YouIt’s hard to believe how dishonesty it was when I worked in a soup kitchen in high school. The memory haunts me even decades later. This insincerity is something that we all recognize. We say things and then fail to act on them, either at home or at work. It’s why we’re outraged when politicians offer thoughts and prayers after a tragedy but fail to follow up with meaningful action to keep it from happening again. In the words of Reverend Jim Keat, “If faith without works is dead, shouldn’t the same go for thoughts and prayers?”
We’re so used to words without actions, or actions without heart. It is not the same thing to claim that you love your neighbor, but it is different from actually doing so. Sincere caring builds relationships and cultivates connection, while our empty claims damage us in ways we don’t realize.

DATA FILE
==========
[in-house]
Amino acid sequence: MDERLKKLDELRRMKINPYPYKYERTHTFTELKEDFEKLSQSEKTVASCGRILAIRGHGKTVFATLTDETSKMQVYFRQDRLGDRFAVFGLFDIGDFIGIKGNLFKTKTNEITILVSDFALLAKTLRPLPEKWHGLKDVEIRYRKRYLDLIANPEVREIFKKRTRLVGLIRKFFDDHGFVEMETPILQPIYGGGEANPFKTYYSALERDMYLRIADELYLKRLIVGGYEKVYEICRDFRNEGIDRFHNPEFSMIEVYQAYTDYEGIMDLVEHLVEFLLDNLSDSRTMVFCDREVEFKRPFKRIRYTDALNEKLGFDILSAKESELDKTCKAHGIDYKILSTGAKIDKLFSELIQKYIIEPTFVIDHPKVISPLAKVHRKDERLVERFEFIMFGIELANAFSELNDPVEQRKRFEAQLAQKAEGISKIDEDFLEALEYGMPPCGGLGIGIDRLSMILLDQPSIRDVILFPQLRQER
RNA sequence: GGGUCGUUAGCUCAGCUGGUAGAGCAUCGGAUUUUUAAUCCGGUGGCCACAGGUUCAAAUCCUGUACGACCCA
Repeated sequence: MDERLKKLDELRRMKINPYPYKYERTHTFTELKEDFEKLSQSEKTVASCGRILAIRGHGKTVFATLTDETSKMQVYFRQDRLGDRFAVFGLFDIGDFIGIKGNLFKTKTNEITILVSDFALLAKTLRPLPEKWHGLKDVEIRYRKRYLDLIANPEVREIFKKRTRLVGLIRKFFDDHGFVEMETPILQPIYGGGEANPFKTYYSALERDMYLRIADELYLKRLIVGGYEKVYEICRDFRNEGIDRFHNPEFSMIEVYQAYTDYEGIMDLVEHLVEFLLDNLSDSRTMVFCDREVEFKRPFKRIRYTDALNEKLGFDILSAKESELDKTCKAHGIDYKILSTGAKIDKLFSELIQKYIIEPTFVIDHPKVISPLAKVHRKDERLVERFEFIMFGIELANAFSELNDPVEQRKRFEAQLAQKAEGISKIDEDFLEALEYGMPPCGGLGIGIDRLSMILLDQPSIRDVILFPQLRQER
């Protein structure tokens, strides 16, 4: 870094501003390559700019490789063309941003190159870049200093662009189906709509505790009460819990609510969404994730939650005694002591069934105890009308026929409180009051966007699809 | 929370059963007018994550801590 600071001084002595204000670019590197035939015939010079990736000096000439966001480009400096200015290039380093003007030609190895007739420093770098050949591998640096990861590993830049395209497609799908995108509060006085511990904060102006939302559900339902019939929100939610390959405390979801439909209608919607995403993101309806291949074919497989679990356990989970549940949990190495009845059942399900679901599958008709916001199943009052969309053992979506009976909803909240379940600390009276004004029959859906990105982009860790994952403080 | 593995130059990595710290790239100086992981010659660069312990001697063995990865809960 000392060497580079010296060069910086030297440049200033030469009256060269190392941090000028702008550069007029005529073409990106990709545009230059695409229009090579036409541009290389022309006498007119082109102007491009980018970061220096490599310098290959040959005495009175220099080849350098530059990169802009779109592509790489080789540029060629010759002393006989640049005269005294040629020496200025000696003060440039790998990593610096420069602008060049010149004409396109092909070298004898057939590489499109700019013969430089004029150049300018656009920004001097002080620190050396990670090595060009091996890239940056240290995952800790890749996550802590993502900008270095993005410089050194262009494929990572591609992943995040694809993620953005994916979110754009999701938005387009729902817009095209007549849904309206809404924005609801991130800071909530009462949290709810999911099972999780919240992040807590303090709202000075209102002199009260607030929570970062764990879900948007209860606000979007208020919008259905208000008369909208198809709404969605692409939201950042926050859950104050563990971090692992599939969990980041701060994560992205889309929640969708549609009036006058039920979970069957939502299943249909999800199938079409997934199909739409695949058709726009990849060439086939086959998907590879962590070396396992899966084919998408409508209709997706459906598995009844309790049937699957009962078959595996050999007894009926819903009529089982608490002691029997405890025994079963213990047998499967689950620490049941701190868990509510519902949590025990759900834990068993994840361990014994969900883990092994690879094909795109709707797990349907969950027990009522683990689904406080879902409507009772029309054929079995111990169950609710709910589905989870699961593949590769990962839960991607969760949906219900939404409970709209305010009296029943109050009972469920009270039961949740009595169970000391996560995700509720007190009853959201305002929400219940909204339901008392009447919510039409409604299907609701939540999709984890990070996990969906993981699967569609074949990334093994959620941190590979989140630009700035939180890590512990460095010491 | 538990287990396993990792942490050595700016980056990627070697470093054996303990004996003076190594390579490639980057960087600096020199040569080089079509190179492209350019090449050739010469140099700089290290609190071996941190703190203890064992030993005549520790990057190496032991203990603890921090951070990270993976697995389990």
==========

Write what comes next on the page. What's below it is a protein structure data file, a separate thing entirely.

When we claim to care sincerely but don’t feel it in our hearts, we create discord in ourselves. This discord may not be noticeable to others, but when it does show itself, it causes confusion and strife—in ourselves and in others. This is where we have to face our hypocrisy.
We breach people’s trust when we tell them that we love them, but don’t show up for their needs. This betrayal has hurt me more than it should. It is important to me that people act as they say. It’s something I feel we all have.
We can’t believe empty words or actions as substitutes for genuine caring when we start to think that they are. This makes it difficult to reach beyond our limits, and reduces our ability to feel a deeper, more fulfilling, and richer, kind of empathy.
The Sikh concept of seva—selfless, love-inspired service—offers an antidote for our malaise. It encourages us all to find love and selflessness in our lives, which in turn makes us more authentic and helps us move away from empty talk and toward action.